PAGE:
Wisconsin’s Voter ID Law May Have Suppressed 300,000 Votes


Associated Press: “By one estimate, 300,000 eligible voters in the state lacked valid photo IDs heading into the election; it is unknown how many people did not vote because they didn’t have proper identification. But it is not hard to find the Navy veteran whose out-of-state driver’s license did not suffice, or the dying woman whose license had expired, or the recent graduate whose student ID was deficient.”

Lawmaker Asserts Voter ID Law Will Help GOP in Prez Race

Well I think Hillary Clinton is about the weakest candidate the Democrats have ever put up. And now we have photo ID, and I think photo ID is going to make a little bit of a difference as well.

— Rep. Glenn Grothman (R-WI), telling WTMJ that his state’s new voter ID laws were a key reason the Republican presidential candidate will be competitive there in the general election.

Colin Powell Publicly Criticizes N.C. Voter-Suppression Laws

I want to see policies that encourage every American to vote, not make it more difficult to vote. … It immediately turns off a voting block the Republican Party needs. These kinds of actions do not build on the base. It just turns people away.

— Former Secretary of State Colin Powell, taking aim at North Carolina’s new voting law — with N.C. Gov. Pat McCrory (R) in the audience — the Raleigh News & Observer reports.

Majority Favors ID Checks for Voters


Of all Americans support the idea that people should have to show photo identification to vote, a new Washington Post poll finds. Also, 81% are concerned about possible fraud and 73% are concerned about voter suppression in a presidential election. Asked to trade off the two, slightly more Americans are concerned with fraud than with voter suppression, although stark partisan and racial differences emerge.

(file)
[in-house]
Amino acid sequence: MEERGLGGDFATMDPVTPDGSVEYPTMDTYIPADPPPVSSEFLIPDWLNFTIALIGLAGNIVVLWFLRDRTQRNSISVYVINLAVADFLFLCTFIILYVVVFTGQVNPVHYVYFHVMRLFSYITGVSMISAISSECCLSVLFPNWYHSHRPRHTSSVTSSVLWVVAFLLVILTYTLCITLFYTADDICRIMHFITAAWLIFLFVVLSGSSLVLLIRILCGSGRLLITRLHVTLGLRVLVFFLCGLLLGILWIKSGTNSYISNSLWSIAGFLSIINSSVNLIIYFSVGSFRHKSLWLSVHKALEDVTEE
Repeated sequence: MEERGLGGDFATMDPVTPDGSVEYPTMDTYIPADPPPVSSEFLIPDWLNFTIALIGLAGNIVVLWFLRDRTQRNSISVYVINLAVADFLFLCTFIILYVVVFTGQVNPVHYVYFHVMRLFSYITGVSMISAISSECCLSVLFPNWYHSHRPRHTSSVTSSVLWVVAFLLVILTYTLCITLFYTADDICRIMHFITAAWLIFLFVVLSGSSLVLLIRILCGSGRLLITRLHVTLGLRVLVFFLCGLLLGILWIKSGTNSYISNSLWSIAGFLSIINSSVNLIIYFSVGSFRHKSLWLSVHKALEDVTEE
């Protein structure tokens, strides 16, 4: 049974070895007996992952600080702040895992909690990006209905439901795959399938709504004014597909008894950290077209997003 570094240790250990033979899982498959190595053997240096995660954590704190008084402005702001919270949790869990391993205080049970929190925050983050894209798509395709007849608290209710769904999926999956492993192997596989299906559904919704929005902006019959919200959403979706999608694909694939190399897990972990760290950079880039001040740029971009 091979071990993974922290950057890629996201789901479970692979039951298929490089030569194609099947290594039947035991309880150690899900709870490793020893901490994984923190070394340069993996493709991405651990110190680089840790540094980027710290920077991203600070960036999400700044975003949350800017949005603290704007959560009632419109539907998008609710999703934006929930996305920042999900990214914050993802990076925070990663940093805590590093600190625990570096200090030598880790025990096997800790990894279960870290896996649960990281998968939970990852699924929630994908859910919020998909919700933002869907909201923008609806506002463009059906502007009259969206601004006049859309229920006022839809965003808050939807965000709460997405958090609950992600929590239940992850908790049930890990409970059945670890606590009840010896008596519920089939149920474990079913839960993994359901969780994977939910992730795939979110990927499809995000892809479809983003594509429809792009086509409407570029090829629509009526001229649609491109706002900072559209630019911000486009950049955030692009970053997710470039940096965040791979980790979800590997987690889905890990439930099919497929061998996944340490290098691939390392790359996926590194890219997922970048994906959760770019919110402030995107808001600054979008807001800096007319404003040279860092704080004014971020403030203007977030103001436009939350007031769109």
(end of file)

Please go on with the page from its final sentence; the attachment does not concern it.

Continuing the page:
New Study Links Support for Voter ID Laws to Racial Resentment

votecountsDespite its conclusion, the study was not produced by Duh University and at least one surprising tidbit it uncovered shows it.

New research from the University of Delaware’s Center for Political Communication found that people with high “racial resentment” scores, along with those who consider themselves Republicans and conservatives, are most likely to be concerned about the largely imaginary issue of vote fraud.

Intense vote fraud investigations in Iowa have produced a confused elderly man who voted twice, a college student whose parents are divorcing who didn’t get the postcard, and a lady who lives at the address on her voter ID but gets mail elsewhere

To gauge their depth of racial resentment, non African-American survey respondents were asked how strongly they agreed with these statements:

  • I resent any special considerations that Africans Americans receive because it’s unfair to other Americans.
  • Special considerations for African Americans place me at an unfair disadvantage because I have done nothing to harm them.
  • African Americans bring up race only when they need to make an excuse for their failure.

Not all liberals and Democrats came up clean in the survey.